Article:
OR: You started making content on YouTube back in 2007, in your honest opinion. Do you think it is easier to create content today than it was back then? To expand on that, how has the changes in the YouTube “‘Climate’ so to speak, affected your ability to produce content?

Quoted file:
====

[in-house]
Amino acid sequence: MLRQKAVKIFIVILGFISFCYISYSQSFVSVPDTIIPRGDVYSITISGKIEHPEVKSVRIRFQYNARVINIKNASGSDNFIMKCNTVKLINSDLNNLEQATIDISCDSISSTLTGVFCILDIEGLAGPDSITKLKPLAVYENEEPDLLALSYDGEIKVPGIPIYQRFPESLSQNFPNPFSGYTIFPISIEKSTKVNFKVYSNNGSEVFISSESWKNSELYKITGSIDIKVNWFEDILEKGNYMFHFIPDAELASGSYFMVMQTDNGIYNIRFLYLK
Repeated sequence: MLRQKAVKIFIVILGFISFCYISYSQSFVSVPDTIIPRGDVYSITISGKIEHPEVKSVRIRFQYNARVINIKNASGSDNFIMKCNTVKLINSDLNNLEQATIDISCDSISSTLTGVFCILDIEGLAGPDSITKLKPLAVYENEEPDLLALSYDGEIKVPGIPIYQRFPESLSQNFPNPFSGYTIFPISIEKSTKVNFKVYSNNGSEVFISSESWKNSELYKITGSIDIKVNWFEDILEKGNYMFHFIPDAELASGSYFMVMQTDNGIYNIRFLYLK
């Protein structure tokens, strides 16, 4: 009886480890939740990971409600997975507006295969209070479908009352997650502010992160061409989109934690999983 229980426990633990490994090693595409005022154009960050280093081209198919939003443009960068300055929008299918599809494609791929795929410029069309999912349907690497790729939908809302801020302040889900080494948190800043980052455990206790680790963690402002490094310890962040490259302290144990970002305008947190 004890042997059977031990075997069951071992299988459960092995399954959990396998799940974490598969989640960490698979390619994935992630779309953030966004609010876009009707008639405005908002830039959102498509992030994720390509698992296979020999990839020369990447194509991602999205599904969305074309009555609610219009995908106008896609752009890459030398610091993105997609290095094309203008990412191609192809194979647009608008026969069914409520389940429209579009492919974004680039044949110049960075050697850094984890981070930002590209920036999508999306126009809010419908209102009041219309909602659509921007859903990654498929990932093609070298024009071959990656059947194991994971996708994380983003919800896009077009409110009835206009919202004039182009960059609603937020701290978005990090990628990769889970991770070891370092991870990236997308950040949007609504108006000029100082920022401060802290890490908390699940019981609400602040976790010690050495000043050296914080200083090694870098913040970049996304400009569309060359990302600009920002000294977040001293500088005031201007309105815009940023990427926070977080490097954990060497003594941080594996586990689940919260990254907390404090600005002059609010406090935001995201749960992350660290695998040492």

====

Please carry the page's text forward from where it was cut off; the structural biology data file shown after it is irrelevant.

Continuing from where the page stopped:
DW: There’s pros and cons to all of it. Why I am where I am right now is because of a lot of hard work and skill, but a lot of luck was involved. I was there at the right time with the right product. I think it was like me, James Rolfe, maybe one of two other people that were really doing this kind of ‘funny’ reviews and especially negative reviews. I came in at the right time, so I think it is harder to do something like this now. You have to have something a little bit more unique, a little bit more of an identity and even I have had to change it. I can’t just be in front of a wall the whole time yelling. I had to find a different way of doing it because anyone can do it now. But I also think there is an advantage to that as it forces you to be more clever and do a review in a different way maybe using songs, using characters or using stories. Using your medium rather than being a visual written review. In terms of YouTube in general with the whole copyright thing, even though we have done a lot with Fair Use, we were pretty much kicked off of YouTube because they didn’t really have a plan set. Or the plans didn’t work very well and eventually it started to calm down and it[the channel] became an even bigger hit. Then the problems came back as well and we noticed that it would be like this ‘wave’ where it would suddenly be okay then a lot of takedowns would happen. I’m sure it’s from them changing stuff or things being stuck in the algorithm. We totally understand that YouTube is in a tight spot with it. It started not with the intention of making a profit. It was just a place for people to post videos. Now people are making their living on it. With that, there is going to come changes and there is going to be pros and cons with it. It’s hard to say whether or not its better or worse. I know that I always give credit that they are trying to make it better. We really believe that with YouTube. That they are legitimately trying to be as fair as they can. But we also know that they are in a really tight spot. They can’t snap their fingers and suddenly make everything better because they have a lot of tie-ins with other people, so we get that as well, but there’s got to be that compromise.